A little over a year ago, I officially submitted my intent to register here at USC, and I still remember the excitement I felt knowing that I would soon be a student at USC. One of the reasons I felt such a strong pull towards this school was that it would allow me to earn a technical degree and simultaneously get exposed to the liberal arts and humanities through the Thematic Option program.

Thematic Option, or TO, is an alternative route to USC’s traditional General Education system freshman can apply to University-Clubtake part in. The curriculum takes thematic angles to discuss large-scale conversations in areas including the sciences, cultures, values, and change. One of the greatest advantages of TO is the attention given to individual students by the faculty – my writing instructors would meet with me one-on-one every other week to go over the paper I was writing at the time, including one I wrote for the annual spring research conference; this year’s topic was “Something Must Be Done.” Students enrolled in CORE 112 (the second writing seminar, WRIT 340’s counterpart) had the opportunity to submit a proposal of a paper that fell inside this umbrella theme, for a chance to be selected to present in the conference.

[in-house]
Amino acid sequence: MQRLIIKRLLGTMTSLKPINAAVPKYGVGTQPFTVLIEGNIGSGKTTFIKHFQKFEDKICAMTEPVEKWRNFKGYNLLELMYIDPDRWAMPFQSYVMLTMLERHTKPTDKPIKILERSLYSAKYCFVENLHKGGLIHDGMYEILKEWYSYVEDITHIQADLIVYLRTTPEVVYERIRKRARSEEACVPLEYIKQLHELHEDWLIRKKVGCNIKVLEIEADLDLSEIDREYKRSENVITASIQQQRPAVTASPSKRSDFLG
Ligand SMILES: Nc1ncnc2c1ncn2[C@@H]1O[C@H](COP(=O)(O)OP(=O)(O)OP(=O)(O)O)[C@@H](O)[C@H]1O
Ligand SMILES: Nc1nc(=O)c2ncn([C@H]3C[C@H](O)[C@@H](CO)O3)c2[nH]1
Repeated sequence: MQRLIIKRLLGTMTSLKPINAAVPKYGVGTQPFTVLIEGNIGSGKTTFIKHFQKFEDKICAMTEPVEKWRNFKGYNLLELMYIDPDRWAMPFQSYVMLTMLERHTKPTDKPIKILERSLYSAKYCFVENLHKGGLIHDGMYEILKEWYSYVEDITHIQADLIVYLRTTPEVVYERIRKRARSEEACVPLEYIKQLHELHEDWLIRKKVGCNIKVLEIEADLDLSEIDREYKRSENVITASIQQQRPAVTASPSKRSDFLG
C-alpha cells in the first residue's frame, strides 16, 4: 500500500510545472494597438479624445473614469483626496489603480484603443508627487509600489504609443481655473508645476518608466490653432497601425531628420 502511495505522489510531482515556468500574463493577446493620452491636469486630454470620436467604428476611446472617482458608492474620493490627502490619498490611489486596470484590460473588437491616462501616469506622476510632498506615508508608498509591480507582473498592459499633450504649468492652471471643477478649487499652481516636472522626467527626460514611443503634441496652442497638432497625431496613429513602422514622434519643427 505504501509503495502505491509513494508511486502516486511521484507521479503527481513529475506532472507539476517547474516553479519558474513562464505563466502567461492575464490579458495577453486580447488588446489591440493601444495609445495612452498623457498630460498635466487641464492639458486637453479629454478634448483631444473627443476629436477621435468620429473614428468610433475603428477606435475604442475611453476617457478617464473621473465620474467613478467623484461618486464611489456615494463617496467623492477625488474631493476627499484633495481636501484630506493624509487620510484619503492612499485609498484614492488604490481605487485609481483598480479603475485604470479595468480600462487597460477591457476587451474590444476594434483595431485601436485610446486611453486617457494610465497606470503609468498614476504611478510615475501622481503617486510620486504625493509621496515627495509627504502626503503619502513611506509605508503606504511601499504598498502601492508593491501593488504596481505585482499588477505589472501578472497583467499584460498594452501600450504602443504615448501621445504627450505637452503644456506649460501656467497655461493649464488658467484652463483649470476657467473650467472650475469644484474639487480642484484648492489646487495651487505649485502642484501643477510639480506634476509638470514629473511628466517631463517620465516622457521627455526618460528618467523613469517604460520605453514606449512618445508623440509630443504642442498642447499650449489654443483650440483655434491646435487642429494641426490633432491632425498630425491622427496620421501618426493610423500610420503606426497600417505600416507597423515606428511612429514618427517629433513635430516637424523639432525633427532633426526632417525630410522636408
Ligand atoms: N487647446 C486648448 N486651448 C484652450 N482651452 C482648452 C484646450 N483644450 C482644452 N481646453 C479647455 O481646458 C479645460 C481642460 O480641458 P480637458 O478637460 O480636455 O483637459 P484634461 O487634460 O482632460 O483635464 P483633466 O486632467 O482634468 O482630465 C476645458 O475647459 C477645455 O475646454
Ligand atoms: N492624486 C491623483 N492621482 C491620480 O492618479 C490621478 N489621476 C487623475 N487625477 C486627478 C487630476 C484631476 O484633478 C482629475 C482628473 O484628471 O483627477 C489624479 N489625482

As a panelist this year, I gained a really unique opportunity to explore a theory that intrigued me through my own literary research. As an engineer, it might seem difficult to find an opportunity to present in a literary research such as this in a conference – I mean, many people wouldn’t expect a paper about the psychological ramifications of the golem effect to be written by an engineering student – but TO gave me the ability to have this unique opportunity. Each time slot in the two-evening conference held at the University Club is split into a number of panels, each of which has a smaller-scale idea broadly capturing the essence of the five papers that are presented in it.Each panel consists of each presenter reading their paper, followed by a Q&A discussion session where the audience, moderator, and panelists can interact with each other and talk more about their papers and challenge ideas presented in the panel. Even if you decide not to apply  to be in TO, you can attend any of the panels and hear people’s reflections on the larger theme through their lenses, and gain a varied group of opinions on the topic. The research conference was definitely one of the highlights of my freshman year!

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